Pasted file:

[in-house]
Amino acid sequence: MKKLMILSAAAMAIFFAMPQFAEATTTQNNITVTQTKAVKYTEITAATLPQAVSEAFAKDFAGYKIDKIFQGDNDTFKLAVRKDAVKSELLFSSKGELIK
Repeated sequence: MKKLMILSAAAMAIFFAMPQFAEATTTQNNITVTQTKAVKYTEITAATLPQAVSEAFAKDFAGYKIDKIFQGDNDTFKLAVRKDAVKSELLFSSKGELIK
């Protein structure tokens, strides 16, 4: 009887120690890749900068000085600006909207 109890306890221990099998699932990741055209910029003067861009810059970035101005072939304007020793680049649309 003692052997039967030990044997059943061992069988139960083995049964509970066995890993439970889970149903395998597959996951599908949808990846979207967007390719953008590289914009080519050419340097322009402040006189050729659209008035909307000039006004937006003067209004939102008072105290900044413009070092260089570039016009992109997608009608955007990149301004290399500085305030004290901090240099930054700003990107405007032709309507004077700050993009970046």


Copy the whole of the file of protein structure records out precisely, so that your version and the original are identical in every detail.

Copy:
[in-house]
Amino acid sequence: MKKLMILSAAAMAIFFAMPQFAEATTTQNNITVTQTKAVKYTEITAATLPQAVSEAFAKDFAGYKIDKIFQGDNDTFKLAVRKDAVKSELLFSSKGELIK
Repeated sequence: MKKLMILSAAAMAIFFAMPQFAEATTTQNNITVTQTKAVKYTEITAATLPQAVSEAFAKDFAGYKIDKIFQGDNDTFKLAVRKDAVKSELLFSSKGELIK
């Protein structure tokens, strides 16, 4: 009887120690890749900068000085600006909207 109890306890221990099998699932990741055209910029003067861009810059970035101005072939304007020793680049649309 003692052997039967030990044997059943061992069988139960083995049964509970066995890993439970889970149903395998597959996951599908949808990846979207967007390719953008590289914009080519050419340097322009402040006189050729659209008035909307000039006004937006003067209004939102008072105290900044413009070092260089570039016009992109997608009608955007990149301004290399500085305030004290901090240099930054700003990107405007032709309507004077700050993009970046």